LIKE ELSEWHERE around the world, carnage on the Rwandan roads has cut so many people’s lives so short and caused pain and anguish to family and friends.
Last week, at least 15 people died on the spot when a bus driver tragically swerved into the lane of an oncoming taxi in Gatsibo District, a crash that reminded the nation of the dire consequences that we suffer when we disregard traffic rules.
Speeding, drink driving, unauthorised driving, unroadworthy vehicles, speaking on phone or texting while behind the wheel are among the major causes of road accidents. Indeed if we cared to respect traffic rules we could avoid the majority of the accidents.
It is, therefore, commendable that police has stepped up its presence on major highways with view to enforcing traffic rules. But even more significant is the decision by a high-level meeting last week to devise new ministerial instructions that would help curb road accidents. These efforts must be fast-tracked; every effort must be made to enforce traffic discipline because we cannot afford recklessness on our roads.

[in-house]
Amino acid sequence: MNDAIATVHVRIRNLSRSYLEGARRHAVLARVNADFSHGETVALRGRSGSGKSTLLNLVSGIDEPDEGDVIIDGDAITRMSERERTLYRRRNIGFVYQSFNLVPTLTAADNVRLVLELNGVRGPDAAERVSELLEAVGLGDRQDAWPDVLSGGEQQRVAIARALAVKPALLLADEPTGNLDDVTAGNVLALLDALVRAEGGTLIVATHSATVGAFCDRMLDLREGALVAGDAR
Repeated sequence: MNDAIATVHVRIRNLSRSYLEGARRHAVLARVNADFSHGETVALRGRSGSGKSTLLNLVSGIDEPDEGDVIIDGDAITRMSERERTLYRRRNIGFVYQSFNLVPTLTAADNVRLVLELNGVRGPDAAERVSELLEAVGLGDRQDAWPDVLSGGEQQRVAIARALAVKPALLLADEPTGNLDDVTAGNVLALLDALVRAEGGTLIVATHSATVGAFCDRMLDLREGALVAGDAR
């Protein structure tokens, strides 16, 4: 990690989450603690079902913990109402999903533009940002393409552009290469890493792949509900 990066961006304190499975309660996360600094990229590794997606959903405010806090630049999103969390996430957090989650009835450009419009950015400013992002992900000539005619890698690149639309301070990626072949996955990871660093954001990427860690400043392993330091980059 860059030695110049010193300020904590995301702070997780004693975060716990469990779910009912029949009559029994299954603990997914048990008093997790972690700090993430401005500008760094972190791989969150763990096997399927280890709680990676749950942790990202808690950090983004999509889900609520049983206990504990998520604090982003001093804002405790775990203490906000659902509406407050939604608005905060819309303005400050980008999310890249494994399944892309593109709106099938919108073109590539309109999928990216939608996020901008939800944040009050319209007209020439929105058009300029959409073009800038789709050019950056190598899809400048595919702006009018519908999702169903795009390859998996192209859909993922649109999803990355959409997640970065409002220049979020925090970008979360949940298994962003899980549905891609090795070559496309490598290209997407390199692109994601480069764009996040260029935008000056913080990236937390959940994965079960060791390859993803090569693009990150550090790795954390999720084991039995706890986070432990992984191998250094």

TODAY, MUSLIMS around the world mark Eid El Fitri, the day on which they conclude the holy month of dawn-sunset fasting and praying. Eid is about celebration, it’s about sharing joy and a meal, it’s a day for family reunions and giving to the vulnerable. It’s also a time for Muslims to reflect and recommit to their faith and unity but also to seek to live in harmony with the rest of the community and help make the world a better place.
In Rwanda, Muslims, like the other citizens, have a lot to celebrate and to look forward to. Never have the Rwandan Islamic community played a more meaningful role in the affairs of their country.
The past regimes had practically institutionalised discriminatory tendencies against Muslims, but the country’s liberation twenty years ago did not only eliminate this form of segregation but also gave Rwandan Muslims equal rights as the other citizens.
Eid El Fitr should be an opportunity for Muslims in Rwanda and indeed anywhere in the world, and their neighbours from other faiths, to recommit to peace and unity and work towards leaving the world a better place. In particular, it should be an opportunity for those caught up in deadly conflicts such as the ongoing crises in Central African Republic and Gaza to abandon violent means and seek peaceful settlement of existing grievances.